It takes awhile to failover to AP mode so be patient, after awhile you should see a message on the display saying "Starting AP Mode". Once this happens try to connect to it with your phone or laptop, at this point we don't have the web interface setup yet so you wont actually be able to do anything once connected but it's good to make sure your phone or laptop connects and is obtaining an IP from your Pi. Your device should be given an IP of

Web Interface - Installing lighttpd and PHP

Note install these in the order listed below, if you install php5 before php5-cgi it will install apache as well and we don't want that. I suggest copy and pasting these lines one at a time letting each install before continuing to the next line.

Set permissions for the /var/www folder so php will run properly there

Add "pi" user to www-data group
You'll need to log out and log back in to obtain the permissions we just set, you can do this by typing exit

Test your webpage by entering your Pi's IP address into a browser, on some systems you can now try simply typing pifi-mini.local instead of the numerical IP (Android OS does not seem to like this). If it works then it's a good idea to bookmark the page so you don't have to type it each time.
You should see a PHP Placeholder page

Making a more detailed index page for diagnostics

Paste the following text into the text editor

Save and exit the file.

Refresh your browser page, you should now see a long page with a bunch of info about your php installation

Now let's rename that index file to test.php in case we need it later

Installing PiFi Mini webui and an MPD web interface

Note: For the web interface I chose phpMP which is I found to be the most full featured and supports php5, you could try phpMPreloaded which contains a bunch of different MPD web clients, however at the time of writing it's not fully php5 compatible

Edit your sudoers so www-data has some extra permissions

 Add the following below pi All=(ALL) NOPASSWD: ALL

Save and exit the file.

In order for the webUI to be able to edit the wifi config file we need to allow non-root users to edit it
Note that if you edit the wpa_supplicant.conf file manually at any time you'll have to redo this step or else the webUI's Easy Wifi Config won't work

Before testing it out, we'll backup our working wpa_supplicant.conf file first in case it doesn't work

Now we'll replace the current wpa_supplicant.conf file with a blank one so that we know our webui actually did what it was supposed to.

We'll reboot now and you should see during the boot process that the Pi will be unable to connect to a network and will create it's own, note it takes about a minute before it fails over and creates the network. Look for the PiFi_Mini_AP network with your laptop or smartphone, once it appears connect to it. Remember the password is pifimini00.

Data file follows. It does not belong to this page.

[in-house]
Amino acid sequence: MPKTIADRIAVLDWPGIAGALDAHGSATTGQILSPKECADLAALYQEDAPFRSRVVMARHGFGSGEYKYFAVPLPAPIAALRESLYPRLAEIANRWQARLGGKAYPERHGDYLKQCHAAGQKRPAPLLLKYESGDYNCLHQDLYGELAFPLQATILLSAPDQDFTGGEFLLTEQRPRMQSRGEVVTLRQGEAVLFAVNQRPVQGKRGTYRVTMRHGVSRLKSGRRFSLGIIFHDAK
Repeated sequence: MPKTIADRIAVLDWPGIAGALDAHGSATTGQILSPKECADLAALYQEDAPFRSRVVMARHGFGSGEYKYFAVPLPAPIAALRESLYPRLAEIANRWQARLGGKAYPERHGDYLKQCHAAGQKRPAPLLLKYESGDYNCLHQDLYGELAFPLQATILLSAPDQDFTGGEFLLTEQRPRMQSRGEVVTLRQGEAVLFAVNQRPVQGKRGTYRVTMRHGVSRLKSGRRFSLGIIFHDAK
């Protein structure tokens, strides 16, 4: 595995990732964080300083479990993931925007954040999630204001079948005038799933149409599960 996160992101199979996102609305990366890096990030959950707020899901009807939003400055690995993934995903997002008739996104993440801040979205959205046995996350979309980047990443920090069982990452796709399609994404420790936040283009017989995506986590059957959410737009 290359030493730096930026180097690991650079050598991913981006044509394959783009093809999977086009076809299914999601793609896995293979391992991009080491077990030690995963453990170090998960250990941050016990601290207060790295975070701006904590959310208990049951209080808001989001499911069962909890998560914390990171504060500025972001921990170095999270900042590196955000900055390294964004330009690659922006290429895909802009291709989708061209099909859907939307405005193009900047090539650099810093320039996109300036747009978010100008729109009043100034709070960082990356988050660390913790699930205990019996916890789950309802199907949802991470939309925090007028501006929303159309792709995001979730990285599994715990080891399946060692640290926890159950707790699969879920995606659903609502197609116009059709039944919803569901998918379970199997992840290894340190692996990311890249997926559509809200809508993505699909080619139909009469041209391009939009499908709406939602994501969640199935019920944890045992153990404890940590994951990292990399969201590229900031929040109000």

Once connected open your browser and go to the PiFi Mini's web interface, at this point you should be able to simply point your browser to pifi-mini.local (unless you're using an Android device which doesn't resolve this address properly) else simply enter in the IP address
Click on Easy Wifi Setup
Enter in your wifi SSID, Encryption Type, and Password
Press "Submit and Reboot"

If all goes well your PiFi Mini will reboot and connect to your network without issue, if it doesn't then just look for the PiFi Access Point to show up in your wifi networks list and try again taking care to enter all of the info correctly. It should work but if not you can restore your old wpa_supplicant.conf file

At this point you should have a working PiFi-Mini smart radio minus an LCD screen. You can keep this as is or if you're feeling adventurous you can continue on to part II and add an LCD.

Removing Unnecessary Packages & Files (Optional)

If you used a 2GB card you'll only have ~115MB of space left so you may want to do a little house keeping and remove what you don't need, after you should have ~400MB of free space. If you used a 4GB card or higher I suggest just leaving it as is.

Note this will remove desktop functionality, if you wish to preserve it do not proceed.

Continue to Part 2 to add an LCD screen if you want to.

PiFi Mini - The ultimate Raspberry Pi boombox

This post is about a project I've spent a considerable amount of time on, my goal was to not only create something that I would want to use but also to document my progress and share the whole design with others that would like to make their own.

So what is the PiFi Mini?
It's  a feature rich "smart radio", it can play files from a thumbdrive, stream internet radio, and play songs from your iOS device via Airplay all while being controlled by a smartphone or web browser. I've decided to differentiate this particular version by calling it Mini because down the road I may also make a version that is meant to be fixed and stay in your entertainment centre. You can check out the manual I made here.

Why did I create this?
I own a few wifi radios, none have all of the features that I wanted so I decided I'd make my own.

Features (Core)
  • Internet radio streams
  • Local file playback and playlist support
  • Airplay (shairport)

  • Web Interface
    • Allows for easy wifi configuration